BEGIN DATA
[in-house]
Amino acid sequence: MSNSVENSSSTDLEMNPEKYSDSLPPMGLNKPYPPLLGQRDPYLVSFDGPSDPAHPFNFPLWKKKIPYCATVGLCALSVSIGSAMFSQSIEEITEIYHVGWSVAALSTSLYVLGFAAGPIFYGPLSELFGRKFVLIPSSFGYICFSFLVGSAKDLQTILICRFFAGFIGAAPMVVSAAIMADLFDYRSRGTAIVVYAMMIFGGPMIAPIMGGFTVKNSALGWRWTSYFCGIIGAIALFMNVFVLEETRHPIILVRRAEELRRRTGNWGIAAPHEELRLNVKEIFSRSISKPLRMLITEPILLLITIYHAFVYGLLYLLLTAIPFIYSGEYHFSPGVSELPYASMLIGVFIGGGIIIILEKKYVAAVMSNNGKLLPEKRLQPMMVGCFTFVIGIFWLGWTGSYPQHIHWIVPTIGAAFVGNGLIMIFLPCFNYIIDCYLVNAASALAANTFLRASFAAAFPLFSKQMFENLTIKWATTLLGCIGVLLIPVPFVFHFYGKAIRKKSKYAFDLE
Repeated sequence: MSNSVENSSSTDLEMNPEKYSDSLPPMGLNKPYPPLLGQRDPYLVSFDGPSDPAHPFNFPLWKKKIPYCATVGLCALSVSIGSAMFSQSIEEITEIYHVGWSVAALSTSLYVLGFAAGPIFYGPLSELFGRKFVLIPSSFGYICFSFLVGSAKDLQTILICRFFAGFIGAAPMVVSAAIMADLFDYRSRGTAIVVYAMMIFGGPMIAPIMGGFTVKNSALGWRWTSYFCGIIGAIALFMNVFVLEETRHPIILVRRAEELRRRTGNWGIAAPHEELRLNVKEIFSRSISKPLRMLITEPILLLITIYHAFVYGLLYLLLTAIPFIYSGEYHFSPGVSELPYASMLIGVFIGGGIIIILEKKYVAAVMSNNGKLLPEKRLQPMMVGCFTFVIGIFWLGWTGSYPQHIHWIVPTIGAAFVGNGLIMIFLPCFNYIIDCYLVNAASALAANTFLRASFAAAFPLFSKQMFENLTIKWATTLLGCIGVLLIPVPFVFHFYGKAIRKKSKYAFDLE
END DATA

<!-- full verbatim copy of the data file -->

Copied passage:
[in-house]
Amino acid sequence: MSNSVENSSSTDLEMNPEKYSDSLPPMGLNKPYPPLLGQRDPYLVSFDGPSDPAHPFNFPLWKKKIPYCATVGLCALSVSIGSAMFSQSIEEITEIYHVGWSVAALSTSLYVLGFAAGPIFYGPLSELFGRKFVLIPSSFGYICFSFLVGSAKDLQTILICRFFAGFIGAAPMVVSAAIMADLFDYRSRGTAIVVYAMMIFGGPMIAPIMGGFTVKNSALGWRWTSYFCGIIGAIALFMNVFVLEETRHPIILVRRAEELRRRTGNWGIAAPHEELRLNVKEIFSRSISKPLRMLITEPILLLITIYHAFVYGLLYLLLTAIPFIYSGEYHFSPGVSELPYASMLIGVFIGGGIIIILEKKYVAAVMSNNGKLLPEKRLQPMMVGCFTFVIGIFWLGWTGSYPQHIHWIVPTIGAAFVGNGLIMIFLPCFNYIIDCYLVNAASALAANTFLRASFAAAFPLFSKQMFENLTIKWATTLLGCIGVLLIPVPFVFHFYGKAIRKKSKYAFDLE
Repeated sequence: MSNSVENSSSTDLEMNPEKYSDSLPPMGLNKPYPPLLGQRDPYLVSFDGPSDPAHPFNFPLWKKKIPYCATVGLCALSVSIGSAMFSQSIEEITEIYHVGWSVAALSTSLYVLGFAAGPIFYGPLSELFGRKFVLIPSSFGYICFSFLVGSAKDLQTILICRFFAGFIGAAPMVVSAAIMADLFDYRSRGTAIVVYAMMIFGGPMIAPIMGGFTVKNSALGWRWTSYFCGIIGAIALFMNVFVLEETRHPIILVRRAEELRRRTGNWGIAAPHEELRLNVKEIFSRSISKPLRMLITEPILLLITIYHAFVYGLLYLLLTAIPFIYSGEYHFSPGVSELPYASMLIGVFIGGGIIIILEKKYVAAVMSNNGKLLPEKRLQPMMVGCFTFVIGIFWLGWTGSYPQHIHWIVPTIGAAFVGNGLIMIFLPCFNYIIDCYLVNAASALAANTFLRASFAAAFPLFSKQMFENLTIKWATTLLGCIGVLLIPVPFVFHFYGKAIRKKSKYAFDLE